Updated: December 6, 2021 12:31:14 am
A miscarriage of justice that had landed a Black man in jail for a crime he hadn’t committed came to light earlier this week when Anthony Broadwater, the man convicted of raping and assaulting American writer Alice Sebold, was exonerated by a New York Supreme Court justice for grave lapses in the conviction procedure 40 years after the incident. It has led to Sebold’s publishers pulling her 1999 memoir Lucky from shelves.
American author Alice Sebold, 58, became a household name after the publication of her memoir, Lucky, in 1999. In it, the writer revisits a traumatic episode from her life — on May 8, 1981, when Sebold, a freshman at Syracuse University, was walking home through a tunnel to an amphitheatre near campus, she was assaulted and raped. Even though she reported the crime afterwards, her assailant could not be traced. The title of the memoir, which went on to sell over a million copies, draws from her conversation with a police officer after the incident, who told her she was “lucky” to be alive, unlike another woman who had been raped and murdered at the same location. Sebold suffered from PTSD after the incident, taking recourse to alcohol and drugs, before eventually getting her life back on track.
Five months later, Sebold came across a Black man near the campus, whom she believed to be her assailant. The man, Anthony Broadwater, was arrested in 1982 and served 16 years in prison. Broadwater, who maintained his innocence throughout, was denied parole several times and put on New York’s sex offender registry after his release in 1999.
Anthony Broadwater’s exoneration
A possibility of a film adaptation led to a reinvestigation and eventual exoneration of Broadwater. In 2019, when producer Timothy Mucciante came on board for a screen adaptation of Lucky by director Karen Moncrieff, he noticed discrepancies about the trial that struck him as irregular. In a recent interview to the BBC’s Today programme, Mucciante said, “Certain things leapt out at me as being unusual in the American criminal justice system — specifically, the line-up procedure, where Alice picked the wrong person as her assailant… but they tried him anyway.” Mucciante left the project soon after but his concerns led him to hire a private investigator to reassess the evidence.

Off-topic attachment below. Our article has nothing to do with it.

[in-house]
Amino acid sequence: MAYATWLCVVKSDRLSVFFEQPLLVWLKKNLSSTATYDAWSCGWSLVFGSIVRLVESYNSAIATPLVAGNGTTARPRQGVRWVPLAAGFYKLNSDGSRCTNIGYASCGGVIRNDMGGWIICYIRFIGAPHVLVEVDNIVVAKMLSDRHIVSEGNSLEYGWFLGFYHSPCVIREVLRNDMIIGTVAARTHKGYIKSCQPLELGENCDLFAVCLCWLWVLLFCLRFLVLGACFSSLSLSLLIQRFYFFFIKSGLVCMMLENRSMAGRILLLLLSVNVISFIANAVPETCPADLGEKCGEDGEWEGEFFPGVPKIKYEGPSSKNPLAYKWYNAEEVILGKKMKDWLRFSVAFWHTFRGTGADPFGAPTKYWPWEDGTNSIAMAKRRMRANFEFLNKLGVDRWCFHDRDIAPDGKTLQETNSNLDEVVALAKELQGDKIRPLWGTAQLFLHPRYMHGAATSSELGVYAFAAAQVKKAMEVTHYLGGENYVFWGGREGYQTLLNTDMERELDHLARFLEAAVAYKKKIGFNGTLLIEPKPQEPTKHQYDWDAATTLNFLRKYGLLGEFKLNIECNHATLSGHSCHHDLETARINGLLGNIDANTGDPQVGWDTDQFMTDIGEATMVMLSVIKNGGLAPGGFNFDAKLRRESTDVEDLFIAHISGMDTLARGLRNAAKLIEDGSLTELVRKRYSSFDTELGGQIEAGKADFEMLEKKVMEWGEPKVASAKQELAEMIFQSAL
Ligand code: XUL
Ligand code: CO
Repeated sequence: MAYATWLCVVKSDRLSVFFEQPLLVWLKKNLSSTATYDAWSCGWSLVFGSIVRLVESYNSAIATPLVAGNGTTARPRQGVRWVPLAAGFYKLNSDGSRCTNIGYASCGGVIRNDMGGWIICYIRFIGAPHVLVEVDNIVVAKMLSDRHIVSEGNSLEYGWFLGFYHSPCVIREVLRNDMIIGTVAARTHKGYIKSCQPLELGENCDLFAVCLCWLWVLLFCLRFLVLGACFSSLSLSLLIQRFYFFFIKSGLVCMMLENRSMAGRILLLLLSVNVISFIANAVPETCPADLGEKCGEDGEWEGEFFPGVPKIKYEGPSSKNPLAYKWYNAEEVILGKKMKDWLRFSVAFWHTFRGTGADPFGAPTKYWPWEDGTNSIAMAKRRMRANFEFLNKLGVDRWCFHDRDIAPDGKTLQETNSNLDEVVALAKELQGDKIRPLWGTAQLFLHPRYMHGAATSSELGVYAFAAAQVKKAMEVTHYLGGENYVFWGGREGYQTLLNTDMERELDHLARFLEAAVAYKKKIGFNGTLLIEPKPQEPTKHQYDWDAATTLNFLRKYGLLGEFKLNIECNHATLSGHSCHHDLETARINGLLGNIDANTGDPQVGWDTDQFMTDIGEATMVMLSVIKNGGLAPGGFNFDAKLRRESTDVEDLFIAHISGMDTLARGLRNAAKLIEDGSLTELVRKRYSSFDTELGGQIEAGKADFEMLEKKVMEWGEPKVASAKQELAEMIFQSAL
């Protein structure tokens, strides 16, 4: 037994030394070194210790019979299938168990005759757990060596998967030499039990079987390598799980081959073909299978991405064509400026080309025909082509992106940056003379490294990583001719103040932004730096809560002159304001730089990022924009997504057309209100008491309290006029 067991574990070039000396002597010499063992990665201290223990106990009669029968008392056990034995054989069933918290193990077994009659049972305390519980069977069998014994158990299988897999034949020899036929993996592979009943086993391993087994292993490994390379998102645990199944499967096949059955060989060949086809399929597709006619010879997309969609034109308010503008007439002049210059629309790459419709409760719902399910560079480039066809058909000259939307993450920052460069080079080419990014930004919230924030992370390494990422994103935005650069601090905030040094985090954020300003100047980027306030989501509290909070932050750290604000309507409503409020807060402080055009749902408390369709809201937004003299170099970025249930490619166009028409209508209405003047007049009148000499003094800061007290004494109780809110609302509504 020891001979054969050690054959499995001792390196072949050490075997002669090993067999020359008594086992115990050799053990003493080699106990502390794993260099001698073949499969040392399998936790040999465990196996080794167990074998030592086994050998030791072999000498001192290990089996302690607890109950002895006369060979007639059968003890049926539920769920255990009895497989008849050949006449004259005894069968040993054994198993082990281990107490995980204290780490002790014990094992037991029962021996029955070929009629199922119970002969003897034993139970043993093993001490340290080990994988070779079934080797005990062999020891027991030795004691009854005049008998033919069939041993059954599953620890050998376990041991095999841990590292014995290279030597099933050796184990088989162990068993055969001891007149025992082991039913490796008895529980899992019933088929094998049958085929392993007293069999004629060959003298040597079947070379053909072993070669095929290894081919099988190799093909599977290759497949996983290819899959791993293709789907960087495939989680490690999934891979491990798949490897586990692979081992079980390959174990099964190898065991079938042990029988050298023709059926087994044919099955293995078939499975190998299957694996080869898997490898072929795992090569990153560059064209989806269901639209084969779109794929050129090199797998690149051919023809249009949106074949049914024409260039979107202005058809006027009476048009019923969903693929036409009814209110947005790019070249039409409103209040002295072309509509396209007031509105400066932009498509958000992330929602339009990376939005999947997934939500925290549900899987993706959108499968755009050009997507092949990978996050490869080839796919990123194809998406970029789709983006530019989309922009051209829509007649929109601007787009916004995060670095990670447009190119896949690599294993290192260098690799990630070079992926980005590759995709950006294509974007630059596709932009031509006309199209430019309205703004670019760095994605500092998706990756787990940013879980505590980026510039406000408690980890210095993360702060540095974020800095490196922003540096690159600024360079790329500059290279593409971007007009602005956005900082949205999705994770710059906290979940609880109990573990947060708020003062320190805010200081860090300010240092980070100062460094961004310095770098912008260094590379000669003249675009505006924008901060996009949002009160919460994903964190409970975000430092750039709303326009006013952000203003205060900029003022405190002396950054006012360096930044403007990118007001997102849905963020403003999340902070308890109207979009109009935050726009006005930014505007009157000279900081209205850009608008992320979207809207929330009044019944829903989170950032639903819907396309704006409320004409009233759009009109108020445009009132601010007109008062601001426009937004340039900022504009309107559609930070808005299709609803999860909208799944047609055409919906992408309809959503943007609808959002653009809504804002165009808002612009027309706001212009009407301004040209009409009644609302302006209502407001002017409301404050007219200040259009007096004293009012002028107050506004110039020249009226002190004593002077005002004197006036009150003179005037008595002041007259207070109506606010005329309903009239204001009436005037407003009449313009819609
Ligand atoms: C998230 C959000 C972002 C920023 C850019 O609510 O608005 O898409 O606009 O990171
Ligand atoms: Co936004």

In November, a New York Supreme Court justice officially exonerated Broadwater, pointing out serious lapses in the original conviction procedure, including overwhelming reliance on an untrustworthy forensic technique and on Sebold’s testimony. Broadwater, now 61, broke down after the verdict was delivered.
Over a week after Broadwater’s exoneration, the writer tendered an apology in a post on Medium. “First, I want to say that I am truly sorry to Anthony Broadwater and I deeply regret what you have been through. I am sorry most of all for the fact that the life you could have led was unjustly robbed from you, and I know that no apology can change what happened to you and never will…I am grateful that Mr Broadwater has finally been vindicated, but the fact remains that 40 years ago, he became another young Black man brutalised by our flawed legal system. I will forever be sorry for what was done to him.”
In a statement, Sebold’s publisher Scribner announced that it would be pulling Lucky from the shelves. “Following the recent exoneration of Anthony Broadwater, and in consultation with the author, Scribner and Simon & Schuster will cease distribution … while Sebold and Scribner together consider how the work might be revised,” it said. Pan Macmillan, Sebold’s UK publisher, too, will follow suit.
According to reports, the film adaptation, too, stands cancelled after it lost funding.
Sebold’s other literary works
In 2002, Sebold’s most well-known work till date, The Lovely Bones, was published — the story of a young girl who was raped and murdered at 14. The book went on to sell over 10 million copies globally. It was later adapted into a film by director Peter Jackson, featuring Saoirse Ronan, Susan Sarandon, Stanley Tucci, Mark Wahlberg, and Rachel Weisz in 2009. The film was nominated for the Oscars.
In 2007, Sebold’s second novel, The Almost Moon, was released to mixed reviews. The story of a dysfunctional family explores the murder of a woman by her daughter, a model for art-classes.
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